l-Carnitine is an essential cofactor in the transport of long-chain fatty acids, such as acylcarnitine esters, across the inner mitochondrial membrane for subsequent fat degradation and energy production . l-Carnitine also functions in processes such as β-oxidation of long-chain fatty acids in peroxisomes, and the transfer of acetyl and other short-chain acyl groups from peroxisomes to mitochondria . Another role of l-carnitine is shuttling short-chain fatty acids from inside the mitochondria to the cytosol. Therefore, l-carnitine is responsible for maintaining the energy metabolism of the whole body . Expression of both PPARγ and adipose-specific fatty acid-binding protein (aP2), which are involved in adipogenesis, was found to be down-regulated by l-carnitine in 3T3-L1 adipocytes .
In the present study, the levels of leptin, TNF-α, and SREBP1c mRNA in epididymal adipose tissue were found to be decreased significantly in rats supplemented with the mixture. In conclusion, a mixture composed of G. cambogia aqueous extract, soy peptide and l-carnitine attenuated visceral fat accumulation and improved insulin resistance in a rat model with HFD-induced obesity, possibly through down-regulation of leptin, TNF-α, SREBP1c, and PPARγ2 gene expression in epididymal adipose tissue.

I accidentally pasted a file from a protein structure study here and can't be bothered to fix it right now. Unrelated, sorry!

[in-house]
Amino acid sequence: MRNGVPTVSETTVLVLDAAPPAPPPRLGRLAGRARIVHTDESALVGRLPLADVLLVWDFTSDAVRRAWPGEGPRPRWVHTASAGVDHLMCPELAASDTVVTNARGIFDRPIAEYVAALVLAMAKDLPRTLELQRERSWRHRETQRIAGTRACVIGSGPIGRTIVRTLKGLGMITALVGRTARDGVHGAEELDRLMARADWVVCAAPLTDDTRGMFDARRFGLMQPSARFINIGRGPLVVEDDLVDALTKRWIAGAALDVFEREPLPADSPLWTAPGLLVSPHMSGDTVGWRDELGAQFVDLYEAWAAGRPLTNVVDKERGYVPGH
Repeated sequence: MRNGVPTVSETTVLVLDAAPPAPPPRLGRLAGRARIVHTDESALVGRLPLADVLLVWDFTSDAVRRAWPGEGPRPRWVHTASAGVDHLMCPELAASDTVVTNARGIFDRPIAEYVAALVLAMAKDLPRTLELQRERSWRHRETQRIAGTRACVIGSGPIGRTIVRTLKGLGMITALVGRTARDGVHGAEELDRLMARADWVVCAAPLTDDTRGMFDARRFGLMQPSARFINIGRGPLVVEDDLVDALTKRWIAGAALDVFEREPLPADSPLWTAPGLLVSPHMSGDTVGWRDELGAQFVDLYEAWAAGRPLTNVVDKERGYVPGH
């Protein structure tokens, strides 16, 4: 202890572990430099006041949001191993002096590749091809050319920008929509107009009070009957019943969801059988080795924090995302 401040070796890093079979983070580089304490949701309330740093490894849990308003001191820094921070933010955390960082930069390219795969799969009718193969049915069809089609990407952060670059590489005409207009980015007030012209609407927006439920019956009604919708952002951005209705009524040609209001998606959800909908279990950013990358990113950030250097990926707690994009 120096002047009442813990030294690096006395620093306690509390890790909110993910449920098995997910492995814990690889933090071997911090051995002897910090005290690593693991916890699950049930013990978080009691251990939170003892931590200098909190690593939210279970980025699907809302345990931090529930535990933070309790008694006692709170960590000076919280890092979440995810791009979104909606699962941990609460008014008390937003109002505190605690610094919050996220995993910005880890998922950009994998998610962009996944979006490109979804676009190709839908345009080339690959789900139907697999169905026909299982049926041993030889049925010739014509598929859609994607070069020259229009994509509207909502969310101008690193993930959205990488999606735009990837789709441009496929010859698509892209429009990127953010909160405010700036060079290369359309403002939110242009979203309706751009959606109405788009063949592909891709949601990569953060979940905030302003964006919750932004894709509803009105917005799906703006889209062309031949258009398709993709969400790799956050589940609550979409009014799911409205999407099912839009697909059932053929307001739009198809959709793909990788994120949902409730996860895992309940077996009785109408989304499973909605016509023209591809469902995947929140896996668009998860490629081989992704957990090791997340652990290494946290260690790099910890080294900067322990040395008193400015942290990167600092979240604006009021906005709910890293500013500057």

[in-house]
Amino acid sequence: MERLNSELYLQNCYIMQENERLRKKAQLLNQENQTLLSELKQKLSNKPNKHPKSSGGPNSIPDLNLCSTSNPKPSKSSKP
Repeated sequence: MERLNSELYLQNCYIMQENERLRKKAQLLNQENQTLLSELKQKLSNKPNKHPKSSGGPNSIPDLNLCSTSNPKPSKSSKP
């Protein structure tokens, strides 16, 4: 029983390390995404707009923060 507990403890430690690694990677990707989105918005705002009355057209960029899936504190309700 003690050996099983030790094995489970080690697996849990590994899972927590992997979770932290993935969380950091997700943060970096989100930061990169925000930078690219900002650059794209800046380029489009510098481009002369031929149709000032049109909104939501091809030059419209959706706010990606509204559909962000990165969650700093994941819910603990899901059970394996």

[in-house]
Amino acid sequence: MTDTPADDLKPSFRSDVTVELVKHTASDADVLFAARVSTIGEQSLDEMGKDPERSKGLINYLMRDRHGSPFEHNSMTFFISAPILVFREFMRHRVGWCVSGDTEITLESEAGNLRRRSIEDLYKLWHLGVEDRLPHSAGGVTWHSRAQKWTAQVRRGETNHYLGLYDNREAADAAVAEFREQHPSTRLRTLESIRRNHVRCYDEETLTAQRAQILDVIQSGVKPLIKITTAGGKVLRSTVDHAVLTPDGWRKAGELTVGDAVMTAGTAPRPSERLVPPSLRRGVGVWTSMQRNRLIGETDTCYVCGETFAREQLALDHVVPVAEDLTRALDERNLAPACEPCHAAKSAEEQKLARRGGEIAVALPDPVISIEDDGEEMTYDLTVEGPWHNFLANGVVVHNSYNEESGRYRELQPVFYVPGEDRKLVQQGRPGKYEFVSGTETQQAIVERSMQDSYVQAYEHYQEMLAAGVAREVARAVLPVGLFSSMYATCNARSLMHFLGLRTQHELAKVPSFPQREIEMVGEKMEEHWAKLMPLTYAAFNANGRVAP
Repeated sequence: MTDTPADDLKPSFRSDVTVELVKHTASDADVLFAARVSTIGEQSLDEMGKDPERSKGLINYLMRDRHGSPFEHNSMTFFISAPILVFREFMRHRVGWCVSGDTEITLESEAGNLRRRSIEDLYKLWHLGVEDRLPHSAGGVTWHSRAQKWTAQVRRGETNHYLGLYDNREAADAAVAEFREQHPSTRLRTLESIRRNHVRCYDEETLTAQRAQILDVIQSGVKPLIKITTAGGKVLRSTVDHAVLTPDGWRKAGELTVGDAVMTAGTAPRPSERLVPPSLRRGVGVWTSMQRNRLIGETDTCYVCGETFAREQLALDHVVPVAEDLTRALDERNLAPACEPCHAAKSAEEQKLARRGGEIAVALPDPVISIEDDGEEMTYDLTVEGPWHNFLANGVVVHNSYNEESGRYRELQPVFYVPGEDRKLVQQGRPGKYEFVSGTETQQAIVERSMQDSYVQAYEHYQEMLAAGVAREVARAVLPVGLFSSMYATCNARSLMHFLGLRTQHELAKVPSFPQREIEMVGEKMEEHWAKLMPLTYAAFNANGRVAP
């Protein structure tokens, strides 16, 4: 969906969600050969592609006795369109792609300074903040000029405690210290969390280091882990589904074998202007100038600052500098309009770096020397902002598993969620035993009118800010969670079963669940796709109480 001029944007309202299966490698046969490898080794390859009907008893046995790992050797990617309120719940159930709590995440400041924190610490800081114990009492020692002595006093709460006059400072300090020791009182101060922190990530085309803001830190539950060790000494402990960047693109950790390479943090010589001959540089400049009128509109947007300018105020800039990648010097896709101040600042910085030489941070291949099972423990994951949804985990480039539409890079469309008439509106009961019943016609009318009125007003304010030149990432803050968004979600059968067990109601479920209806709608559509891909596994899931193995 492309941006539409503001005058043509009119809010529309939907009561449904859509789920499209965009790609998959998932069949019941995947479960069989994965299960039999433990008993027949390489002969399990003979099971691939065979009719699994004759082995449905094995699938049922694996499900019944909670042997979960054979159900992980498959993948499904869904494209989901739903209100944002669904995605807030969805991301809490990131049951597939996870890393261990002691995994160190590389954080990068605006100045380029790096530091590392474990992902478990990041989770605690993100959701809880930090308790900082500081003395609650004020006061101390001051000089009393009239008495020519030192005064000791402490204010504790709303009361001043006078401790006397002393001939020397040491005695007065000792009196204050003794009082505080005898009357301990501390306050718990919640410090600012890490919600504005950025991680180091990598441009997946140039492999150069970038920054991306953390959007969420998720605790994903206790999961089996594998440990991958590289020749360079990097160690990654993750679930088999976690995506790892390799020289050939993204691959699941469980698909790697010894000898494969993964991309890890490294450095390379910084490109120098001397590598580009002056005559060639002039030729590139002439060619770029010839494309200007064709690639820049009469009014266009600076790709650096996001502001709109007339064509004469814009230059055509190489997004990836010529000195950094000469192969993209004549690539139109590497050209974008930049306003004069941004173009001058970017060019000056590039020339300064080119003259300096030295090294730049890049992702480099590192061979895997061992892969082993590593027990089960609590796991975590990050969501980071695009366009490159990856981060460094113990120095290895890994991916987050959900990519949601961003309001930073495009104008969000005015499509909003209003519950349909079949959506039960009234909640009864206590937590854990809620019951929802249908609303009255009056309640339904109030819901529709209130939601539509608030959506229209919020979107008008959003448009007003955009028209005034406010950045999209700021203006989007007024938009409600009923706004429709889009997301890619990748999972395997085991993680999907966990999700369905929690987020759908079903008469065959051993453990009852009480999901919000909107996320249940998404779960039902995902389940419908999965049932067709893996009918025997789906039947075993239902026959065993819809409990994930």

This work was supported by the Project of Bio-Food Research (# M10510130001-06N1013-00110) from the Korea Science and Engineering Foundation (KOSEF) under the Ministry of Science and Technology in Korea, and by the Brain Korea 21 Project, Yonsei University.
- Alam I, Lewis K, Stephens JW, Baxter JN (2006) Obesity, metabolic syndrome and sleep apnoea: all pro-inflammatory states. Obes Rev 8:119–127View ArticleGoogle Scholar
- Anderson JW, Smith BM, Washnock CS (1990) Cardiovascular and renal benefits of dry bean and soybean intake. Am J Clin Nutr 70:464–474Google Scholar
- Anderson JW, Johnstone BM, Cook-Newell ME (1995) Meta-analysis of effects of soy protein intake on serum lipids in humans. N Engl J Med 333:276–282PubMedView ArticleGoogle Scholar
- Attele AS, Zhou YP, Xie JT, Wu JA, Zhang L, Dey L, Pugh W, Rue PA, Polonsky KS, Yuan CS (2002) Anti-diabetic effects of Panax ginseng berry extract and the identification of an effective component. Diabetes 51:1851–1858PubMedView ArticleGoogle Scholar
- Axen KV, Dikeakos A, Sclafani A (2003) High dietary fat promotes syndrome X in nonobese rats. J Nutr 133:2244–2249PubMedGoogle Scholar